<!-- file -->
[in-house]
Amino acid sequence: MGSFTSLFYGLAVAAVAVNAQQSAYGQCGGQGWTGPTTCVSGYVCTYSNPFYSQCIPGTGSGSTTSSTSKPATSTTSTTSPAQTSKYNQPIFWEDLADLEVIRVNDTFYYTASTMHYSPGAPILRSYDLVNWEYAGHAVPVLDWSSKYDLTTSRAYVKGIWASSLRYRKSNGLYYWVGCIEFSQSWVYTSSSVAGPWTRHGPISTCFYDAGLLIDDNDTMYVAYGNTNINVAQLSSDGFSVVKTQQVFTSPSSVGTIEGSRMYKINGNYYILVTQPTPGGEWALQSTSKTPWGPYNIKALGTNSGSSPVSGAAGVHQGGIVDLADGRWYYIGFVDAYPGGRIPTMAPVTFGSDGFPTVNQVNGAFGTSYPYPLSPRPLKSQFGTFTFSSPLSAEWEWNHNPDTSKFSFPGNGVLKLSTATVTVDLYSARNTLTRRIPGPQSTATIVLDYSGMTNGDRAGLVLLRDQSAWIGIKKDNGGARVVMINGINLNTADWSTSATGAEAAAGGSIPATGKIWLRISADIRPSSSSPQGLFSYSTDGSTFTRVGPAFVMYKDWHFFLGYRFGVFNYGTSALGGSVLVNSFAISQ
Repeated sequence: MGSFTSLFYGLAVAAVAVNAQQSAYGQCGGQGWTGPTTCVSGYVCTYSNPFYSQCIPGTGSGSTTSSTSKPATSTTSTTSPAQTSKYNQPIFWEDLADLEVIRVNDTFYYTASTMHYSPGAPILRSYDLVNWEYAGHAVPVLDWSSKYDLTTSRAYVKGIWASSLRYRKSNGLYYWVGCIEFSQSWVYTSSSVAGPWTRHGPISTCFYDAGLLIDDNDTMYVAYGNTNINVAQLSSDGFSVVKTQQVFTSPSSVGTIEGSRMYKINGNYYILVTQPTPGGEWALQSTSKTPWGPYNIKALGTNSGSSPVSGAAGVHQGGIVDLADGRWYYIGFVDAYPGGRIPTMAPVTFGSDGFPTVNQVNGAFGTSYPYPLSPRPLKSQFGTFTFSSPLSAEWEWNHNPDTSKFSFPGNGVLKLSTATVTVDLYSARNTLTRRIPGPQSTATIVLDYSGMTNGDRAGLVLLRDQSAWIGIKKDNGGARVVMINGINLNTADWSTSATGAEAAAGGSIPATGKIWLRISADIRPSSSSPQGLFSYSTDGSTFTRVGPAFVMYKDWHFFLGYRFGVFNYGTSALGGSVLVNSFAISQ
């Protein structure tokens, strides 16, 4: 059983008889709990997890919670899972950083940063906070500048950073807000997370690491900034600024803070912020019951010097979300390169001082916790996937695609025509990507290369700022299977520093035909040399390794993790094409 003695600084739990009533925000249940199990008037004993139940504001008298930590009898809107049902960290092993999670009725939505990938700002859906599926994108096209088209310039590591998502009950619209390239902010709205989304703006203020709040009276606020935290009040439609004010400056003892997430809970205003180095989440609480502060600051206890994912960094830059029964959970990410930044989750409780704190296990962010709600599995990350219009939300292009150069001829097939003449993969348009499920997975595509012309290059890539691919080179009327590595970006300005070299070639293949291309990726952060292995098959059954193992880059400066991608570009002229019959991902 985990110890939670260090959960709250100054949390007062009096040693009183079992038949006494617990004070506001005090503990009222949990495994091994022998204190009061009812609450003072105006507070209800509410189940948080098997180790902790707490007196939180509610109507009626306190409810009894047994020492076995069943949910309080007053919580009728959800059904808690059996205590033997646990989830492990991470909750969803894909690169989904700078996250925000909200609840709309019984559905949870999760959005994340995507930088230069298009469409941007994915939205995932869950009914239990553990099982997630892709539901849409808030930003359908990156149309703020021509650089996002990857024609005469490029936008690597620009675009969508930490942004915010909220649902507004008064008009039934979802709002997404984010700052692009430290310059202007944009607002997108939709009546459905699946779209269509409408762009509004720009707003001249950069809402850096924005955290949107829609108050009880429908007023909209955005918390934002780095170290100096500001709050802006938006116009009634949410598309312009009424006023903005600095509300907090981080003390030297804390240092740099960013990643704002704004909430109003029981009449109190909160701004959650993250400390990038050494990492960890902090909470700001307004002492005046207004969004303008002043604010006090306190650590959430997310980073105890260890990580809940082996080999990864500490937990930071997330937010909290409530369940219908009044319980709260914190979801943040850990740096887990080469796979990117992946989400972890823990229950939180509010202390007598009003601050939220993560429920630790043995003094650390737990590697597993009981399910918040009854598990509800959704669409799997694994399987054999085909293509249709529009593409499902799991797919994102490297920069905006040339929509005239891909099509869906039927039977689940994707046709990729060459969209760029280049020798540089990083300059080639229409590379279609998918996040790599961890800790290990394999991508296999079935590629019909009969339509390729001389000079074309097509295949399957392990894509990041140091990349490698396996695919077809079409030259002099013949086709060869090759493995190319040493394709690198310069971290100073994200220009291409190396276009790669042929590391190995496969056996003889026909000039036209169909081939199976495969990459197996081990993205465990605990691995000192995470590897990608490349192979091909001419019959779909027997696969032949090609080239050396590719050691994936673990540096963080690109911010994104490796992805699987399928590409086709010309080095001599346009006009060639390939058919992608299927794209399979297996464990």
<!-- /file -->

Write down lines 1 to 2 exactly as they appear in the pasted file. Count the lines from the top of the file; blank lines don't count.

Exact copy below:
[in-house]
Amino acid sequence: MGSFTSLFYGLAVAAVAVNAQQSAYGQCGGQGWTGPTTCVSGYVCTYSNPFYSQCIPGTGSGSTTSSTSKPATSTTSTTSPAQTSKYNQPIFWEDLADLEVIRVNDTFYYTASTMHYSPGAPILRSYDLVNWEYAGHAVPVLDWSSKYDLTTSRAYVKGIWASSLRYRKSNGLYYWVGCIEFSQSWVYTSSSVAGPWTRHGPISTCFYDAGLLIDDNDTMYVAYGNTNINVAQLSSDGFSVVKTQQVFTSPSSVGTIEGSRMYKINGNYYILVTQPTPGGEWALQSTSKTPWGPYNIKALGTNSGSSPVSGAAGVHQGGIVDLADGRWYYIGFVDAYPGGRIPTMAPVTFGSDGFPTVNQVNGAFGTSYPYPLSPRPLKSQFGTFTFSSPLSAEWEWNHNPDTSKFSFPGNGVLKLSTATVTVDLYSARNTLTRRIPGPQSTATIVLDYSGMTNGDRAGLVLLRDQSAWIGIKKDNGGARVVMINGINLNTADWSTSATGAEAAAGGSIPATGKIWLRISADIRPSSSSPQGLFSYSTDGSTFTRVGPAFVMYKDWHFFLGYRFGVFNYGTSALGGSVLVNSFAISQ